The United States Thursday called for “a strong African response” to Russian aggression, Al Jazeera reports.
American diplomats spoke to journalists in Dakar, the Senegalese capital. They highlighted plans to help mitigate the economic effects of the Ukraine conflict on African countries.
“We look for a strong African response to Russian aggression and welcome the opportunity to partner with Senegal and other Africans on both the response to Russia’s aggression but also to address the implications of it globally,” Al Jazeera quoted U.S. ambassador to the African Union, Jessica Lapenn, as saying.
Ms Lapenn and Akunna Cook, an official in the U.S. State Department’s African Affairs Bureau, were in Senegal for consultation, including with President Macky Sall, who currently holds the African Union’s rotating presidency.
They described the visit as a follow-up to that of Secretary of State Antony Blinken in November. The visit comes as the Russian invasion of Ukraine is dividing African nations.
Nearly half of African countries abstained during voting on the two UN proposals demanding an end to Russia’s invasion of Ukraine. Nigeria supported both proposals.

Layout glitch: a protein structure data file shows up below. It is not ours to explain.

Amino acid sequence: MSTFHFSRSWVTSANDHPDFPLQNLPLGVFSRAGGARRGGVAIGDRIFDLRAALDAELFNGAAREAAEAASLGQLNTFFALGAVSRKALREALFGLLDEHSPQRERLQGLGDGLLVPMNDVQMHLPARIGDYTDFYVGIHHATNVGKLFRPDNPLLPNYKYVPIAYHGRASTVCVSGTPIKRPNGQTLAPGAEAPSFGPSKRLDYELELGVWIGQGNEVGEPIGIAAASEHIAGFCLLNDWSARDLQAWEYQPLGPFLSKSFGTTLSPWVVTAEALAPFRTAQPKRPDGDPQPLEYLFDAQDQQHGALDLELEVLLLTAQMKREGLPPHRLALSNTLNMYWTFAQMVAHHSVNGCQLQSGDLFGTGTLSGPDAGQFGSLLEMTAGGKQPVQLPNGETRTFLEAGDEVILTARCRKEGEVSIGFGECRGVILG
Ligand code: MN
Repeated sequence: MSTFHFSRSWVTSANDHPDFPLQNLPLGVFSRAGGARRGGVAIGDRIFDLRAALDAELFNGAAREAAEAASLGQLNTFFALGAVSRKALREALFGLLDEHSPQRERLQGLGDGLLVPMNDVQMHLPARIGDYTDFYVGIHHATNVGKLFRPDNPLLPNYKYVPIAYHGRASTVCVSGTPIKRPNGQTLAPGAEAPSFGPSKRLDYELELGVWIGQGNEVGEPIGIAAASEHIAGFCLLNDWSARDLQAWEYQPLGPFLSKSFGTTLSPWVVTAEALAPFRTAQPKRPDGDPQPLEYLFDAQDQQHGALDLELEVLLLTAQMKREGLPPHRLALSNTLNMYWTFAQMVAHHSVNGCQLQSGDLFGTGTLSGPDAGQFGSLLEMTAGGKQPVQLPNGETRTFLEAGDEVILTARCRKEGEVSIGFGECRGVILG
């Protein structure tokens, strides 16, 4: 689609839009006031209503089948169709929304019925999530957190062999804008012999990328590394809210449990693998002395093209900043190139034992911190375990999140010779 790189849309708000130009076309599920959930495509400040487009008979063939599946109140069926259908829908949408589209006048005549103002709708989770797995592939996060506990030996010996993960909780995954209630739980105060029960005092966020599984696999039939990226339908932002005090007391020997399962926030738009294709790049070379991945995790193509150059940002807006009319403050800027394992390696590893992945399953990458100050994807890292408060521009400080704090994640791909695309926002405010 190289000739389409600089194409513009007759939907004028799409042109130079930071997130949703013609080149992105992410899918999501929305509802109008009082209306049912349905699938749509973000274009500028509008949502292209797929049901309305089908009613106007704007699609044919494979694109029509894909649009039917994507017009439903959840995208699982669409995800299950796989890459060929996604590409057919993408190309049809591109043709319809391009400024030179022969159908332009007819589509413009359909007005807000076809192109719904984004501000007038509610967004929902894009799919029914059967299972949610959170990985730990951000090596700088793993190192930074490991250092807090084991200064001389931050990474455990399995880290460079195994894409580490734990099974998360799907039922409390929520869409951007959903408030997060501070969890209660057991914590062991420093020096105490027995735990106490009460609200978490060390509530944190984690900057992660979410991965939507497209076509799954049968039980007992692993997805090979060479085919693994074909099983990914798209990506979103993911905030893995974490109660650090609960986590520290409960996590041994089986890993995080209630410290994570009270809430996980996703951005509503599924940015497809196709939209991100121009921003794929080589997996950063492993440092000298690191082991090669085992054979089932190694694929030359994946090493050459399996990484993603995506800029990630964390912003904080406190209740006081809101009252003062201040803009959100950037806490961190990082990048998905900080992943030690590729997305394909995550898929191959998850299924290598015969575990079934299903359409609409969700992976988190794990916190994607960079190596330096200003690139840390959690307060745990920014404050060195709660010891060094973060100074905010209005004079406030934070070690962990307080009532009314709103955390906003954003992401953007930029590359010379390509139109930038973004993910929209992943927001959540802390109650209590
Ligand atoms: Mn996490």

Ms Lapenn preferred to welcome the statement issued by the African Union on February 24, the day Russian President Vladimir Putin launched the invasion. The statement had called on Russia to “respect international law, the territorial integrity and national sovereignty of Ukraine.”
Ms Cook said it was important to recognise “that Africa is very much affected by the Russian invasion, by Ukraine, both because of the economic impact which we are seeing here and across the continent in terms of rising commodities and fuel prices and also because of the threat to territorial integrity.”
Senegal imports 57 per cent of its wheat from Russia and Ukraine and the country’s gross domestic product (GDP) could shrink by three per cent “because of the subsidies that will be needed to meet this demand,” she added. She called it a “significant challenge”.
The U.S. is looking at a series of options to lessen the economic effects, both with the World Bank and IMF and on a bilateral level, said Ms Cook.
Russia’s war in Ukraine started on February 24, when President Vladimir Putin announced a ‘special military operation.’ Mr Putin said the invasion was to ‘denazify’ Ukraine.
The war has caused the death of over 1,200 people, according to the United Nations. It has displaced about 6.5 million people within the country, according to the International Organization for Migration (IOM).
Joyce Msuya, Assistant Secretary-General for Humanitarian Affairs, said over 10 million people have fled their homes. These include more than half of Ukraine’s children.
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